In regard to the character of King Lear, Stacy Keach says, ‘In Lear’s case, the decision to enter into the world of madness liberated him from the painful realities before him.’
This cannot be the King Lear I’m familiar with. The main quality that gives Lear epic status is his implacable nature and total refusal to give in to adversity. Lear has always taken huge pride in his total control of himself and everyone around him.
Note what Kent says to him in 3/6 after his mind is broken: ’ O pity! Sir, where is the patience now
That you so oft have boasted to retain?’
For Lear, the idea of going mad would be the most atrocious thing imaginable and his greatest battle is against encroaching madness.
Note what he says throughout the play until his mind cracks:
1/5 ’ O, let me not be mad, not mad, sweet heaven! Keep me in temper; I would not be mad!’
2/4 ’ I prithee daughter, do not make me mad…."
‘You heavens, give me that patience, patience I need…'
'O’ fool, I shall go mad.'
3/2 ‘No I will be the pattern of all patience. I will say nothing.’
‘My wits begin to turn.’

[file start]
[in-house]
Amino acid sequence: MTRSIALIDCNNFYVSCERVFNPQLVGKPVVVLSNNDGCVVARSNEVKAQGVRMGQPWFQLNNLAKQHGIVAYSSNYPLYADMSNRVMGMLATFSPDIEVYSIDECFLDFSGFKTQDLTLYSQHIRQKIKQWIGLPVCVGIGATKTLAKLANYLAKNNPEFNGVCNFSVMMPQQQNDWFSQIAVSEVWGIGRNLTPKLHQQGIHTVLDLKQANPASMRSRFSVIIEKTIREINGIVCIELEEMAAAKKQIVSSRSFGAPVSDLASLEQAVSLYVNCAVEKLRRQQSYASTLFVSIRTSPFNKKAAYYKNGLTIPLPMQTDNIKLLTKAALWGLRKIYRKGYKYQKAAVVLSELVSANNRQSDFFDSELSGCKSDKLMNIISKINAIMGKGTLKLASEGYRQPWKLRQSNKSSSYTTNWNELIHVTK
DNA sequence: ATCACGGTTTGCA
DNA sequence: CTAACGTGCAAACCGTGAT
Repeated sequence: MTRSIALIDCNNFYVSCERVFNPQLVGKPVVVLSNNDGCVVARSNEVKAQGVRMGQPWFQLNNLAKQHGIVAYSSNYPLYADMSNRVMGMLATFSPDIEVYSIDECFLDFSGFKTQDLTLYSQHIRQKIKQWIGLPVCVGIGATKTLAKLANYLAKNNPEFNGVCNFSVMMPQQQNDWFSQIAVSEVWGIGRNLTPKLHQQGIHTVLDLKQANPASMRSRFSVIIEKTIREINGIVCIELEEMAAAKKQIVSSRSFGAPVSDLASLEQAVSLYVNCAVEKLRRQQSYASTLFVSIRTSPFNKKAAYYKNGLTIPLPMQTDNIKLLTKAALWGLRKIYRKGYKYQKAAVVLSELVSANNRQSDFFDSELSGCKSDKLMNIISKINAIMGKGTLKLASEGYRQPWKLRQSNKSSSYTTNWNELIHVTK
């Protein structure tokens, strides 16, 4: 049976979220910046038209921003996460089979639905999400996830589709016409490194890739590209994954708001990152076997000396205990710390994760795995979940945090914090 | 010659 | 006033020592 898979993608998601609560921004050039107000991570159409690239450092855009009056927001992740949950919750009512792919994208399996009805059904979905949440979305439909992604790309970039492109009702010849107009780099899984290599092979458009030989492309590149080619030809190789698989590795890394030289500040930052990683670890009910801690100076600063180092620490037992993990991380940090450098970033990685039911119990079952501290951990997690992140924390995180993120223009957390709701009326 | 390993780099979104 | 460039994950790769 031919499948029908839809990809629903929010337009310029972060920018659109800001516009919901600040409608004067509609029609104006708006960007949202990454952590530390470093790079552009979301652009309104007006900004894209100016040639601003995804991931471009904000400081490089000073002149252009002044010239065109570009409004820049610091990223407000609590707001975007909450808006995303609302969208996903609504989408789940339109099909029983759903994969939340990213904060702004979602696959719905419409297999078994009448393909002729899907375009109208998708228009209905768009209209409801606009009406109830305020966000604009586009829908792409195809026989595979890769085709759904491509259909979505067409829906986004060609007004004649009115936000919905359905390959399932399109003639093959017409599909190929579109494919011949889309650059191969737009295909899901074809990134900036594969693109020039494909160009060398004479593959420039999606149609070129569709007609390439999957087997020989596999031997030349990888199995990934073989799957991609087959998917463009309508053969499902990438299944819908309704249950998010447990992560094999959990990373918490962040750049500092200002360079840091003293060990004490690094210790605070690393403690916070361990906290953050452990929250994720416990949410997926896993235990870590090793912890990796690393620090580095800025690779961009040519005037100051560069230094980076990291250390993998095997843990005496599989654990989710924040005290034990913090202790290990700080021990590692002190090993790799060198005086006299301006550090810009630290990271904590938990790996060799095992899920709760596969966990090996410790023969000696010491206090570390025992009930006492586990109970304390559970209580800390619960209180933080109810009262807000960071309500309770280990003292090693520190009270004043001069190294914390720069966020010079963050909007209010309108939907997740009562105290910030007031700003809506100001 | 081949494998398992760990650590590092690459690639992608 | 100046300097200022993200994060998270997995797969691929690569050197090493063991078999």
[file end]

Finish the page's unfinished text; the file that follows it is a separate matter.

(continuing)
3/4 'But I will punish home! No, I will weep no more….'
'Pour on I will endure.’
'O,that way madness lies; let me shun that.'
'No more of that.’ ‘This tempest will not give me leave to ponder on things would hurt me more.’
This is most definitely not a man seeking an outlet in madness . One final thought. The scene at Dover, 3/6, where Lear enters mad is invariably played quietly, as though he were soothed and free of pain. Shakespeare had something very different in mind. Near the end of the scene, when Lear is surrounded by French soldiers he says, in what to me is one of the most powerfully dramatic and horrific lines in all of Shakespeare: 'Let me have surgeons; I am cut to the brains.’
That line is the key to Lear’s mental condition here. Rather than quiet and subdued, throughout the scene Lear is going through the torments of hell. Anything less is a betrayel of the character.
cross-posted to DC Theatre Scene